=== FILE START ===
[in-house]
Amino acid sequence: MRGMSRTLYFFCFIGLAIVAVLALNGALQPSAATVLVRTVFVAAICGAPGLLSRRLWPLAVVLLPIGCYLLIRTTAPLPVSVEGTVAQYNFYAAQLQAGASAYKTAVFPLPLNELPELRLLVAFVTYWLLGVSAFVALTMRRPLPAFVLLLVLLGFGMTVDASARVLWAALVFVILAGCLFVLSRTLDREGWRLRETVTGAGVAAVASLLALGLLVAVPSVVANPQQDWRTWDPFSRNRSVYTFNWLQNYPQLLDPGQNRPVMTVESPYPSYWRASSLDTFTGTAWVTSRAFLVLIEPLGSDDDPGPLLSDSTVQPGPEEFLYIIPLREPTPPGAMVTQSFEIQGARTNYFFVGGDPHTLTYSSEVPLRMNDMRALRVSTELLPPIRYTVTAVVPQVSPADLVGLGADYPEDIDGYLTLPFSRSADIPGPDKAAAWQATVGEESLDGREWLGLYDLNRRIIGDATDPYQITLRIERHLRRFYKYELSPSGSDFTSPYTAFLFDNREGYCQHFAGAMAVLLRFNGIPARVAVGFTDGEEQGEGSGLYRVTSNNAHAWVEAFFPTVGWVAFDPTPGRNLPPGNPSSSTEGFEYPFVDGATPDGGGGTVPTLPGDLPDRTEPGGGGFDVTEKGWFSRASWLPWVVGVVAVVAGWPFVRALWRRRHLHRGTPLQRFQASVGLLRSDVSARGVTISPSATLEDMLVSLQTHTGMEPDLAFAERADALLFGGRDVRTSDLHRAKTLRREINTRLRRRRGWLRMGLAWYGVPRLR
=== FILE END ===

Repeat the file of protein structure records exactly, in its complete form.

[in-house]
Amino acid sequence: MRGMSRTLYFFCFIGLAIVAVLALNGALQPSAATVLVRTVFVAAICGAPGLLSRRLWPLAVVLLPIGCYLLIRTTAPLPVSVEGTVAQYNFYAAQLQAGASAYKTAVFPLPLNELPELRLLVAFVTYWLLGVSAFVALTMRRPLPAFVLLLVLLGFGMTVDASARVLWAALVFVILAGCLFVLSRTLDREGWRLRETVTGAGVAAVASLLALGLLVAVPSVVANPQQDWRTWDPFSRNRSVYTFNWLQNYPQLLDPGQNRPVMTVESPYPSYWRASSLDTFTGTAWVTSRAFLVLIEPLGSDDDPGPLLSDSTVQPGPEEFLYIIPLREPTPPGAMVTQSFEIQGARTNYFFVGGDPHTLTYSSEVPLRMNDMRALRVSTELLPPIRYTVTAVVPQVSPADLVGLGADYPEDIDGYLTLPFSRSADIPGPDKAAAWQATVGEESLDGREWLGLYDLNRRIIGDATDPYQITLRIERHLRRFYKYELSPSGSDFTSPYTAFLFDNREGYCQHFAGAMAVLLRFNGIPARVAVGFTDGEEQGEGSGLYRVTSNNAHAWVEAFFPTVGWVAFDPTPGRNLPPGNPSSSTEGFEYPFVDGATPDGGGGTVPTLPGDLPDRTEPGGGGFDVTEKGWFSRASWLPWVVGVVAVVAGWPFVRALWRRRHLHRGTPLQRFQASVGLLRSDVSARGVTISPSATLEDMLVSLQTHTGMEPDLAFAERADALLFGGRDVRTSDLHRAKTLRREINTRLRRRRGWLRMGLAWYGVPRLR